I'm curious, when you think about the capital allocation of these two companies -- whether it's stock buyback plans or dividend plans -- it seems like, despite everything I just said about ExxonMobil, they have a better track record, certainly, on the dividend side of things, certainly a longer track record. I was talking to Jeff Fischer, right before we came in the studio, about this -- the thing about stock buyback plans is, companies announce them, and basically, when companies announce that, it's almost like, "This is our plan. It's not written in stone. We're going to do this." In the case of Chevron, they were very specific, "We're going to do this $3 billion plan, as long as it's sustainable."
But, there are companies out there that announce it, and then don't even come close to whatever the big, splashy number is. Again, it seems like ExxonMobil has that stronger track record, whether we're talking about buybacks or dividends.
Muckerman: It has a lot to do with free cash flow generation. When you look at Exxon, it's had positive free cash flow. It ebbs and flows, but they've had positive free cash flow since at least 2012. Chevron, you look a 2013 through 2016, they're in the red on the free cash flow line. Exxon has had a little bit more flexibility there. That might have a little bit more to do with size.
But you also have, Chevron was out there spending quite a bit of money on capital expenditures. I mentioned their LNG projects out in Australia and elsewhere. Not cheap projects that have been taking several years to finally come to fruition. Maybe that's where their cash was going, these bigger projects. Whereas, Exxon, paying a little bit more consistent dividend, and on the share buyback side.
Two different ways of spending cash. We'll see how well that LNG expenditure ramp that Chevron went on for several years pays off. I think it will, because natural gas and LNG are certainly becoming a bigger part of global trade. So, it'll take time to really prove that out. But, I think, you had two different uses of cash, and Exxon decided to return more of it to shareholders.
Hill: These are two of the biggest players in the industry. Is there an under-the-radar company that you like to watch going into earnings season in this industry?
Muckerman: BP is always an interesting story, ever since the terrible disaster in the Gulf of Mexico. I like them. They've streamlined the operations, because they had to. They had to sell off billions of dollars' worth of assets. A little bit smaller of an operation than they used to be. They just dropped $10 billion on North American shale assets recently, the largest M&A deal in the industry this year. They're trying to get back to that growth status. It's a company that I'd keep my eye on in the industry, if you want to get some oil and gas exposure.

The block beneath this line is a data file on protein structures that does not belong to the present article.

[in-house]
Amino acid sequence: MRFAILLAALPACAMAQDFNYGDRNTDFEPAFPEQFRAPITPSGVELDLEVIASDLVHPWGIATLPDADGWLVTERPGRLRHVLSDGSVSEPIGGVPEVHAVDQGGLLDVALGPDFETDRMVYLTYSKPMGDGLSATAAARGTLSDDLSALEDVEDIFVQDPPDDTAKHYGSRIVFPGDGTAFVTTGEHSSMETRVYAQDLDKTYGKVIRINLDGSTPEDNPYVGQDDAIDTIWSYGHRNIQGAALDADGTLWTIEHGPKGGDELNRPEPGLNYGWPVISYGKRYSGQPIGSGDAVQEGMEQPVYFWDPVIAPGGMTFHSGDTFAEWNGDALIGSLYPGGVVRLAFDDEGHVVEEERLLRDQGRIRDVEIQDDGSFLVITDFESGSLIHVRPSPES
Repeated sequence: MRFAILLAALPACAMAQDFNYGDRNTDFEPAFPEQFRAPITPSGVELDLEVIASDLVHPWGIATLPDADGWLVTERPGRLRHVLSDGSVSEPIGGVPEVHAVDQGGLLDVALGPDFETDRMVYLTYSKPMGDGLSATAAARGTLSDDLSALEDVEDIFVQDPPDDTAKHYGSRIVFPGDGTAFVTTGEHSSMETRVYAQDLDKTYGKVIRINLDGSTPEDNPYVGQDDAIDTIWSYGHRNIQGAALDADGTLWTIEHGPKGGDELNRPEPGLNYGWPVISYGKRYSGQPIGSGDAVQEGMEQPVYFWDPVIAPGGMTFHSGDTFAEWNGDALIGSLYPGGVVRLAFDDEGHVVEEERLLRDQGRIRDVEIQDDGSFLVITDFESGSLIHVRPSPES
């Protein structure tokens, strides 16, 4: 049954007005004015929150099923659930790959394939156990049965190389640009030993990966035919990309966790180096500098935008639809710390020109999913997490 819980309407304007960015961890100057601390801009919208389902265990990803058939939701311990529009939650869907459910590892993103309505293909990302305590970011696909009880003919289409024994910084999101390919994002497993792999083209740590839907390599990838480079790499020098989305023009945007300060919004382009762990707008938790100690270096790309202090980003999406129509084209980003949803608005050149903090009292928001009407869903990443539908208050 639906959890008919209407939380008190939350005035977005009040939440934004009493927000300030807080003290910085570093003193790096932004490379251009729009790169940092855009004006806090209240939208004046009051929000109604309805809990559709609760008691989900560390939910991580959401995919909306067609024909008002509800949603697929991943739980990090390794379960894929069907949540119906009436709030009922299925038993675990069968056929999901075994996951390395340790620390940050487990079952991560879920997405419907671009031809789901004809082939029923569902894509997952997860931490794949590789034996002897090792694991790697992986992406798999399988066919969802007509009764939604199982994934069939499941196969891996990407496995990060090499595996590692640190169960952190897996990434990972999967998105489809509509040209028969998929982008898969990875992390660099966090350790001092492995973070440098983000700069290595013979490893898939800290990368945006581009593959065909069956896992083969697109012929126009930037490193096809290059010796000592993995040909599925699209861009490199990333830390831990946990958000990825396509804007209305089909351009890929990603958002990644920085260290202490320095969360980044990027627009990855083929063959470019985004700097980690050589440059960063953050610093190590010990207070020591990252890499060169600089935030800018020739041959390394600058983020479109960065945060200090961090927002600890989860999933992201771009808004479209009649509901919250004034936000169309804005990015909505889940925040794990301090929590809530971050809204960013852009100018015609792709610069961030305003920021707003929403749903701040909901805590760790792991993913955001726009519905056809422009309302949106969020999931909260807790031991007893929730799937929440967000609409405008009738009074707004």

Hill: Real quick, before we wrap up, shares of Viacom up 6% in the last three days. Viacom is the parent company of Paramount Pictures, which, of course, won the weekend with Mission Impossible: Fallout, which I haven't seen, but I need to.
Muckerman: It's in your future, though?
Hill: It's in my future. I have a kid at summer camp who is a huge Mission Impossible fan. I said, I won't go see it until you're back from camp. This is one of those things where, you look at the numbers of this movie, about $60 million here in the U.S., over $90 million international. It's like, oh, yeah, Tom Cruise is the biggest star in the world.
Muckerman: It's crazy. I was just going to look up how old the first Mission Impossible movie is.
Hill: I think it's 22 years. I want to say it was '96.
Muckerman: Yeah, you're right, it just came up, 1996. Good call. That's a crazy long timeframe for one man to produce all these movies. James Bond changed over every three or four movies. Tom Cruise is still here, 22 years later.
Hill: And doing the stunts. There's no green screen. He's actually jumping out of a plane.
Muckerman: It's wild.
Hill: Or, in the case of, what was it, the last one, hanging onto the side of a plane. Which, of course, is our logo here at Market Foolery. If you follow us on Twitter, we have Tom Cruise from the last Mission Impossible. Of course, Tom Cruise was replaced by Wilford Brimley.
Muckerman: He's on the side of the cargo plane, right?
Hill: Yeah, phenomenal. Taylor Muckerman, thanks so much for being here!
Muckerman: Appreciate it, Chris!
Hill: As always, people on the program may have interests in the stocks they talk about, and The Motley Fool may have formal recommendations for or against, so don't buy or sell stocks based solely on what you hear. That does it for this edition of Market Foolery. The show is mixed by Dan Boyd. I'm Chris Hill. Thanks for listening! We'll see you tomorrow!